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The subject of morbidly obese plaintiffs under the amended Americans with Disabilities Act (ADAAA) has generated a lot of interest as well as litigation.  The most recent application of the law occurred in a case in which an employer was granted summary judgment, against both a "disability" theory and a "regarded as" theory under the expanded and amended ADAAA.  Morriss v. BNSF Railway Co., 32 AD Cases 1173 (C.A. 8, April 5, 2016). 

The plaintiff had applied for a machinist position with the railroad company, and his offer of employment was contingent on a satisfactory medical review.  The plaintiff filed suit contending that the employer discriminated against him when it revoked its offer of employment based on his obesity.  He claimed that his obesity was an actual disability under the ADA and that the employer regarded his obesity as an actual disability.  The employer was granted summary judgment on both counts and the plaintiff appealed.

The appellate court affirmed the lower court's summary judgment ruling for the employer, and its analysis of the case is instructive.  First, the court found that an individual's weight is generally a physical characteristic that qualifies as a physical impairment only if it falls outside the normal range and it occurs as the result of a physiological disorder.  Both requirements must be satisfied before a physical impairment, and thus an ADA violation, can be found.  Second, the court found that earlier cases dealing with the issue were still applicable, as the post-ADAAA era only changed the courts' interpretation of "substantially limits" and "major life activity" to insure broad coverage of individuals with disabilities, but Congress gave no instructions regarding the definition of "physical impairment."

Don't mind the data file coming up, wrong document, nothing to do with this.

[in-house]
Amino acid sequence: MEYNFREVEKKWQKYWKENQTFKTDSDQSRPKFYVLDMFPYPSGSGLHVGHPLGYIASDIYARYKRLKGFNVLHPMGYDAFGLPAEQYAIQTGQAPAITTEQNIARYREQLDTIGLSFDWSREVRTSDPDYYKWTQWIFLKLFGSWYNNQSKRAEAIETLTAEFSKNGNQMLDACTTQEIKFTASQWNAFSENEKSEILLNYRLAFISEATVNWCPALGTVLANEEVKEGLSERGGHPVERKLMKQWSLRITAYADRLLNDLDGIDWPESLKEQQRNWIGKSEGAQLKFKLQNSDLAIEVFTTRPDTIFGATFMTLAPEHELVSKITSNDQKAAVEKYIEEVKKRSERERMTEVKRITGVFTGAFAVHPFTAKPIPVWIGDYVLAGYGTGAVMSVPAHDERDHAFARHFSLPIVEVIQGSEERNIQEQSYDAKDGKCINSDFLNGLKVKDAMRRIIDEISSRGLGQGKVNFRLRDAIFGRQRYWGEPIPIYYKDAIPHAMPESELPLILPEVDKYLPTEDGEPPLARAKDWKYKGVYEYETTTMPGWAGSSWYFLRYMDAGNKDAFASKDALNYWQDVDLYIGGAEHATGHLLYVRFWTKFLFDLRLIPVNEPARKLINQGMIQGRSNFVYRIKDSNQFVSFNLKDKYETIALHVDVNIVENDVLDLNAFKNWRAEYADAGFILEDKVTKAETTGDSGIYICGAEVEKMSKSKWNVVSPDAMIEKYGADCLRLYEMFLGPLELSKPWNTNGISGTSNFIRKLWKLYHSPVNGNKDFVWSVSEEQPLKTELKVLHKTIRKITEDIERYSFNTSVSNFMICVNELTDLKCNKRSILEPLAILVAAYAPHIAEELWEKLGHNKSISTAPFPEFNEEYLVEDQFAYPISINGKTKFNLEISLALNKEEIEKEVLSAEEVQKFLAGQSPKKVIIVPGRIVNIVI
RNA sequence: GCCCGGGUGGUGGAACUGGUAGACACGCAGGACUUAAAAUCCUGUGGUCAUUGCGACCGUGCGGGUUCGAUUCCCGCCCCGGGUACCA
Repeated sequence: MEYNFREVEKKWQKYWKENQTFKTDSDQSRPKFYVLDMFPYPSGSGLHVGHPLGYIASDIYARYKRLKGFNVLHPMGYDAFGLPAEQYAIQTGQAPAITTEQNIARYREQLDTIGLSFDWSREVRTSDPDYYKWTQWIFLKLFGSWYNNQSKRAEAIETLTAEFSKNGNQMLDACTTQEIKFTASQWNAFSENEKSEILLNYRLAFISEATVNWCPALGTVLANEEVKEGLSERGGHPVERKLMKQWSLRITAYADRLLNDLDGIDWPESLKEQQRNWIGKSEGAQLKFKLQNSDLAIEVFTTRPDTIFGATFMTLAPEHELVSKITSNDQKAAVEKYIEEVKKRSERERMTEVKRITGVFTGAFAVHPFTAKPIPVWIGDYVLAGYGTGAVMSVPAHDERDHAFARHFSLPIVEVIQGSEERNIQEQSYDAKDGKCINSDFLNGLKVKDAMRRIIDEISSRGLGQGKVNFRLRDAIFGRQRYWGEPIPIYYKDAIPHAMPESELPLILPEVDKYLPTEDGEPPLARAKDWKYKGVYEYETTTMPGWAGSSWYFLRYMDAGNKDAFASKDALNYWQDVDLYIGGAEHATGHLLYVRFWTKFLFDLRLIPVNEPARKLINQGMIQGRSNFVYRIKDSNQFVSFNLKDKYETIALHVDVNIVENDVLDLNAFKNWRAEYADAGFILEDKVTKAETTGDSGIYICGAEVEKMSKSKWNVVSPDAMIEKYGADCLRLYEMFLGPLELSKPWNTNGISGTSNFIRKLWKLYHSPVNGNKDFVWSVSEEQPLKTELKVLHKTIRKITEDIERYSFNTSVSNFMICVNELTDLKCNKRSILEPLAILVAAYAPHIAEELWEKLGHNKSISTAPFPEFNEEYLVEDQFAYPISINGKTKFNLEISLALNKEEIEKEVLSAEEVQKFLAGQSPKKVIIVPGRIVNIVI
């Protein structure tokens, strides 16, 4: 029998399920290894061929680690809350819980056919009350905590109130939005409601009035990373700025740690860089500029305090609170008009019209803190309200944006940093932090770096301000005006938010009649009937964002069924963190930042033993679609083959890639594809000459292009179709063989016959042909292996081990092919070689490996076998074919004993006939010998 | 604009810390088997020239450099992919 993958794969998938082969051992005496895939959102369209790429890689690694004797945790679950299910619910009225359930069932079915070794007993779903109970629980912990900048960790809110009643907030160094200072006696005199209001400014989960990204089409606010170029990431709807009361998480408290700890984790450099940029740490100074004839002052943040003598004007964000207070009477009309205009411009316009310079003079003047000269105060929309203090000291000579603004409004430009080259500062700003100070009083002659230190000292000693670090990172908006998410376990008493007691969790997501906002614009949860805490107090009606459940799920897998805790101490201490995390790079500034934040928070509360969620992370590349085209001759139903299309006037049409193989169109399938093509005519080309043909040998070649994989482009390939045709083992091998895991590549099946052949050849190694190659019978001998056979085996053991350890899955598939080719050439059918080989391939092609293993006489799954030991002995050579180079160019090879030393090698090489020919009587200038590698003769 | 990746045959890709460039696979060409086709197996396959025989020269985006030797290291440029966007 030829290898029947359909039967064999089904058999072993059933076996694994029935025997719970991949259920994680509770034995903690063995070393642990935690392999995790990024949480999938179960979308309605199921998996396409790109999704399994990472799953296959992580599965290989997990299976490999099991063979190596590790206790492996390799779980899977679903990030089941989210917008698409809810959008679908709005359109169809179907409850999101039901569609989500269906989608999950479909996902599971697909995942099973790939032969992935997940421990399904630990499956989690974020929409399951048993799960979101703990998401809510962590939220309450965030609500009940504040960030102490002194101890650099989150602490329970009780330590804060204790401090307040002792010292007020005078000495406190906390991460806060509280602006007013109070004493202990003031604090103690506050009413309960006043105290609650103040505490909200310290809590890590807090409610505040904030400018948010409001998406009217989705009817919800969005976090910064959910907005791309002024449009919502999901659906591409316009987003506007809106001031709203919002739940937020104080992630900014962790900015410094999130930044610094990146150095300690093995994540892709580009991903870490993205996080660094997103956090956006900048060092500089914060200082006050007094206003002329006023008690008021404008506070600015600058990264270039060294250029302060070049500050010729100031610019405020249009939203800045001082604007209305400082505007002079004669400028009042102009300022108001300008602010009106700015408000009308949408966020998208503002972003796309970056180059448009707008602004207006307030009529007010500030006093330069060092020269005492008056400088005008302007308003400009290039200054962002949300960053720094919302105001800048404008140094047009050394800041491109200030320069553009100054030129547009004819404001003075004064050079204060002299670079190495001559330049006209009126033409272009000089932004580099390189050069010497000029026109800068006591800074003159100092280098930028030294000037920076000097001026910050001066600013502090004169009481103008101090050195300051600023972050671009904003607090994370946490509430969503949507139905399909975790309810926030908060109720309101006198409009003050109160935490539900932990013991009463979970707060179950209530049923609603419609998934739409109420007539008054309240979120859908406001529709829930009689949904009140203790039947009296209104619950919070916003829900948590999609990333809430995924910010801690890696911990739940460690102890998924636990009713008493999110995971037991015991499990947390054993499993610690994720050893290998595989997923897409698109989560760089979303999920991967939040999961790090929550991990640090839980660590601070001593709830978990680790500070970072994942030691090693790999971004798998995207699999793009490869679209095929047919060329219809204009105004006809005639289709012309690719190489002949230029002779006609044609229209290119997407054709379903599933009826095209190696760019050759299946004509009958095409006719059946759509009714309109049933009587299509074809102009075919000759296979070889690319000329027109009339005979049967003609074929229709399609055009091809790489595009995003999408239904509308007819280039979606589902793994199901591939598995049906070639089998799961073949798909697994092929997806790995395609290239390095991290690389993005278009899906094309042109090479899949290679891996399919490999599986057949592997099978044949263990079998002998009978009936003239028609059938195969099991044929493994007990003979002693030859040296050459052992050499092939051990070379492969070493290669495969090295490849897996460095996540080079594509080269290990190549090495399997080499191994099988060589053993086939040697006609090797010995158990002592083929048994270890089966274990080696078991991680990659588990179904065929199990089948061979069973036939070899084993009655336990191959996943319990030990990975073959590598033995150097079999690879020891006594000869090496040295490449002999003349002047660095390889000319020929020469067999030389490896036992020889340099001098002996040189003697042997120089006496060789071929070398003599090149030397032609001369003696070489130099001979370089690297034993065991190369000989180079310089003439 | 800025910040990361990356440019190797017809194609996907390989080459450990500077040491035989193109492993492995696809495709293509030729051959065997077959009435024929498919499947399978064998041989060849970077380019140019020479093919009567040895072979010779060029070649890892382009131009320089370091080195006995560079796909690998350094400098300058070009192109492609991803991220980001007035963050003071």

Next, the court found that obesity, in and of itself, is not a physical impairment simply because it has been labeled "severe," "morbid" or "Class III" obesity.  Instead, weight is merely a physical characteristic - not a physical impairment - unless it is both outside the normal range and a result of an underlying physiological disorder.  In so ruling, the court rejected a provision in the EEOC Compliance Manual which states that "severe obesity," "body weight more than 100% over the norm" is an impairment.  Even after the enactment of the ADAAA, to be considered a physical impairment, it must result from an underlying physiological disorder or condition.

In rejecting the argument that the employer regarded him as having a physical impairment, the appeals court found that the ADA does not prohibit discrimination based on a perception that a physical characteristic - as opposed to a physical impairment - may eventually lead to a physical impairment as defined under the Act.  As noted by the district court, the EEOC's own interpretive guidance specifically states that, "the definition [of impairment]. . . does not include characteristic pre-disposition to illness or disease."  29 C.F.R. Part 1630.

Editor's Note - This ruling provides a useful precedent to employers in defending obesity discrimination cases.  It also furnishes some useful explanations of the application of the ADAAA.  However, obesity cases remain controversial and ripe candidates for litigation.

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